Characterization and Classification of Local Authorities by the Socio-Economic Level of the Population. (2008). http://www.cbs.gov.il/reader/newhodaot/tables_template_eng.html?hodaa=201624330.
Goldman, S., Radomislensky, I., & Ziv, A. (2018). The impact of neighborhood socioeconomic disparities on injury. International Journal of Public Health,63, 855–863.
Gennarelli, T. A., & Wodzin, E. (2006). AIS 2005: A contemporary injury scale. Injury,37(12), 1083–1091.
Copes, W. S., Champion, H. R., & Sacco, W. (1988). The Injury Severity Score revisited. Journal of Trauma,28(1), 69–77.
Butcher, N., & Balogh, Z. J. (2012). AIS > 2 in at least two body regions: A potential new anatomical definition of polytrauma. Injury,43(2), 196–199.
Abedzadeh-Kalahroudi, M., Razi, E., Sehat, M., & Asadi-Lari, M. (2017). Return to work after trauma: A survival analysis. Chinese Journal of Traumatology - English Ed.,20(2), 67–74.
The Population of Israel. The Israeli Bureau of Statistics. 2018. http://www.cbs.gov.il/reader/?MIval=cw_usr_view_SHTML&ID=629.
Newgard, C. D., Fleischman, R., Choo, E., Ma, O. J., Hedges, J. R., & McConnell, K. J. (2010). Validation of length of hospital stay as a surrogate measure for injury severity and resource use among injury survivors. Academic Emergency Medicine,17(2), 142–150.
Hadjicostas, P. (2006). Maximizing proportions of correct classifications in binary logistic regression maximizing proportions of correct classifications in binary logistic regression. Journal of Applied Statistics,33, 629–640.
Heather G. (2002). Measuring return to work: EBSCOhost. http://web.a.ebscohost.com.op.idm.oclc.org/ehost/pdfviewer/pdfviewer?sid=3811f341-0915-43bf-88a6-61933ae41bd4%40sessionmgr4002&vid=1&hid=4206.
Employment Among Israeli Arabs. (2011). Report of The Israel Democracy Institute (IDI). https://en.idi.org.il/articles/10190.
MacKenzie, E. J., Shapiro, S., Smith, R. T., Siegel, J. H., Moody, M., & Pitt, A. (1987). Factors influencing return to work following hospitalization for traumatic injury. American Journal of Public Health,77(3), 329–334.
Clay, F. J., Fitzharris, M., Kerr, E., McClure, R. J., & Watson, W. L. (2012). The association of social functioning, social relationships and the receipt of compensation with time to return to work following unintentional injuries to victorian workers. Journal of Occupational Rehabilitation,22(3), 363–375.
Esselman, P. C., Wiechman Askay, S., Carrougher, G. J., et al. (2007). Barriers to return to work after burn injuries. Archives of Physical Medicine and Rehabilitation,88(12 SUPPL. 2), 50–56.
Zelle, B. A., Panzica, M., Vogt, M. T., Sittaro, N. A., Krettek, C., & Pape, H. C. (2005). Influence of workers’ compensation eligibility upon functional recovery 10 to 28 years after polytrauma. American Journal of Surgery,190(1), 30–36.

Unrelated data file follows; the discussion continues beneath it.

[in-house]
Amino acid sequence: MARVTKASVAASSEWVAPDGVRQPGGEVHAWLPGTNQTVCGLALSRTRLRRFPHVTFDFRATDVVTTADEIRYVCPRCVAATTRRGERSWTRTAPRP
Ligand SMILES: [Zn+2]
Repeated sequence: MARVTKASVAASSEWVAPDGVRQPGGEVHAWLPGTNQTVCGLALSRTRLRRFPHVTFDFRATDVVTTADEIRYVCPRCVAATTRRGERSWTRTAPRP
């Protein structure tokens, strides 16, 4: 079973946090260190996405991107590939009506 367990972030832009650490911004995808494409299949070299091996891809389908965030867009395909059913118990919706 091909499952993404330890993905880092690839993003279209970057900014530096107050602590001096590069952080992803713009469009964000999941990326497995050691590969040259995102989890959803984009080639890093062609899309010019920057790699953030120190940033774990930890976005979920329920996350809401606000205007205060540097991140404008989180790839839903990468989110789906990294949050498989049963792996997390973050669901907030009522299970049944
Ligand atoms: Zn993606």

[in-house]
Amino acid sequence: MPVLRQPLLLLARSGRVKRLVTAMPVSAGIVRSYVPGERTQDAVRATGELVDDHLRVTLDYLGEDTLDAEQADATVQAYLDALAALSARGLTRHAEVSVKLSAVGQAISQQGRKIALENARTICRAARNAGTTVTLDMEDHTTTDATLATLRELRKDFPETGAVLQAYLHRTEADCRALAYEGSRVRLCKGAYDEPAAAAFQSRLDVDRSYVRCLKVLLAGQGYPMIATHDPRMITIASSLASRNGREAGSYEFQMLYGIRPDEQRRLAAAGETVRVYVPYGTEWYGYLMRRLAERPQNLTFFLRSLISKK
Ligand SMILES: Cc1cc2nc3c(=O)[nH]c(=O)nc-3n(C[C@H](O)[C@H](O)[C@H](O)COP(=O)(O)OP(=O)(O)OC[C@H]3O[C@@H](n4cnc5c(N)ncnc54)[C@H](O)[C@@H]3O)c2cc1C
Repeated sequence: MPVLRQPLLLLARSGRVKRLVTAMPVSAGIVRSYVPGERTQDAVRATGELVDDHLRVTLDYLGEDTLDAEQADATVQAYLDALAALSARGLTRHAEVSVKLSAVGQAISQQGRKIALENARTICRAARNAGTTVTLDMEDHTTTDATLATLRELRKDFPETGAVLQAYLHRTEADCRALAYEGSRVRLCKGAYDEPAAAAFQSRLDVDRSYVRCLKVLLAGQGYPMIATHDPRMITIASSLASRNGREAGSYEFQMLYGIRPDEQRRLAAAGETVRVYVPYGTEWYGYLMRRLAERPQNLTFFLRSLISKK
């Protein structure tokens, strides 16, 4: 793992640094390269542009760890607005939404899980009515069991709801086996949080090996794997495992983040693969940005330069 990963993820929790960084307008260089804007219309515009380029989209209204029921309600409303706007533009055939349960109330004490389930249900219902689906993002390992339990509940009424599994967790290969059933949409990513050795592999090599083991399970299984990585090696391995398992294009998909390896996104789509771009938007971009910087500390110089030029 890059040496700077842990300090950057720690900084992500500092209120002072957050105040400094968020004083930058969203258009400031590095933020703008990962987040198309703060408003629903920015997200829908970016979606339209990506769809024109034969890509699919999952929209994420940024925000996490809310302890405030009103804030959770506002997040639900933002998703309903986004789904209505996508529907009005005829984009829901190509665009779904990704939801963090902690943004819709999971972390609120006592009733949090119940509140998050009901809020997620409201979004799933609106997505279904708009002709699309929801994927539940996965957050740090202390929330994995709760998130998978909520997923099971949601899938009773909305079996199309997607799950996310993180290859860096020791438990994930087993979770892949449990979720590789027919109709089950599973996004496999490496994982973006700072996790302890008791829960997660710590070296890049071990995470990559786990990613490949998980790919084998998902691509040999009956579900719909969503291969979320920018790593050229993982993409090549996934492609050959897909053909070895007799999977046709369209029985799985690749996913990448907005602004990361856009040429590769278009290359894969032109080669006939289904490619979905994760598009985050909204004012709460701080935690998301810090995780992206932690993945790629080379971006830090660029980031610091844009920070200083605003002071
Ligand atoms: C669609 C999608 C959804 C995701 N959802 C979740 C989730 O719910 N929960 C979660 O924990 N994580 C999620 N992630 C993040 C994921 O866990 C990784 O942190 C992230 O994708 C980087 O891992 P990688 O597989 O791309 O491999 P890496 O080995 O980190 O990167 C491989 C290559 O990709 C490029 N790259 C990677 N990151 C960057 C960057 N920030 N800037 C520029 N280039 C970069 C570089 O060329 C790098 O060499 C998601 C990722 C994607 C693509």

Mason, S., Wardrope, J., Turpin, G., & Rowlands, A. (2002). Outcomes after injury: A comparison of workplace and non workplace injury. Journal of Trauma - Injury, Infection and Critical Care,53(1), 98–103.
Lilley, R., Davie, G., Langley, J., Ameratunga, S., & Derrett, S. (2013). Do outcomes differ between work and non-work-related injury in a universal injury compensation system? Findings from the New Zealand prospective outcomes of injury study. BMC Public Health,13(1), 995.
Schnyder, U., Moergeli, H., Ph, D., et al. (2003). Does patient cognition predict time off from work after life-threatening accidents ? American Journal of Psychiatry,160, 2025–2031.
Fenner, P. (2013). Workplace returning to work after an injury Background. Reprinted from Australian Family Physician,42(4), 182–186.
This research was supported in part by the grant of The National Insurance Institute (14302). We wish to thank Prof. Daniel Gottlieb, Deputy Director General of Research and Planning at the National Insurance Institute and Rivka Prior, Director of the Disabilities Research Department at the National Insurance Institute for their valuable support on this project.
Conflict of interest
All authors approve that they do not have any financial and personal relationships with other people, or organizations, that could inappropriately influence (bias) this research and this manuscript.
As identifying information was not available to researchers, none informed consent was needed. This study was approved by following Ethical Committees: Ethical Committee of the Sheba medical center and Ethical Committee of the National Insurance Institute of Israel.
Springer Nature remains neutral with regard to jurisdictional claims in published maps and institutional affiliations.
About this article
Cite this article
Savitsky, B., Radomislensky, I., Goldman, S. et al. Returning to Work Following an Injury: Practical Usage of a Predictive Model Based on a Nationwide Study. J Community Health 45, 183–193 (2020). https://doi.org/10.1007/s10900-019-00730-w
- Work absenteeism
- Return to work